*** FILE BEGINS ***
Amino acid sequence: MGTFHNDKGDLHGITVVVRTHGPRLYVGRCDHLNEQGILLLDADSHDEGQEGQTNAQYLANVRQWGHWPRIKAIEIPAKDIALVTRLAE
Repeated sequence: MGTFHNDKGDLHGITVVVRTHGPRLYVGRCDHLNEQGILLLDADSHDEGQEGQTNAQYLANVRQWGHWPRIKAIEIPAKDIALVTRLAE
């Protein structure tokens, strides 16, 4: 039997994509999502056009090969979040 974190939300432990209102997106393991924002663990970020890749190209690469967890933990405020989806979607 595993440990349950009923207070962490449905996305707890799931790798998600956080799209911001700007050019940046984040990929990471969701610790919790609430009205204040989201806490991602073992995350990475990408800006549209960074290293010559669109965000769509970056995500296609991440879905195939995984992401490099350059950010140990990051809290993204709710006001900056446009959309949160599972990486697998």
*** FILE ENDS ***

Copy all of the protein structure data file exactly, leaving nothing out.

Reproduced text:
Amino acid sequence: MGTFHNDKGDLHGITVVVRTHGPRLYVGRCDHLNEQGILLLDADSHDEGQEGQTNAQYLANVRQWGHWPRIKAIEIPAKDIALVTRLAE
Repeated sequence: MGTFHNDKGDLHGITVVVRTHGPRLYVGRCDHLNEQGILLLDADSHDEGQEGQTNAQYLANVRQWGHWPRIKAIEIPAKDIALVTRLAE
């Protein structure tokens, strides 16, 4: 039997994509999502056009090969979040 974190939300432990209102997106393991924002663990970020890749190209690469967890933990405020989806979607 595993440990349950009923207070962490449905996305707890799931790798998600956080799209911001700007050019940046984040990929990471969701610790919790609430009205204040989201806490991602073992995350990475990408800006549209960074290293010559669109965000769509970056995500296609991440879905195939995984992401490099350059950010140990990051809290993204709710006001900056446009959309949160599972990486697998």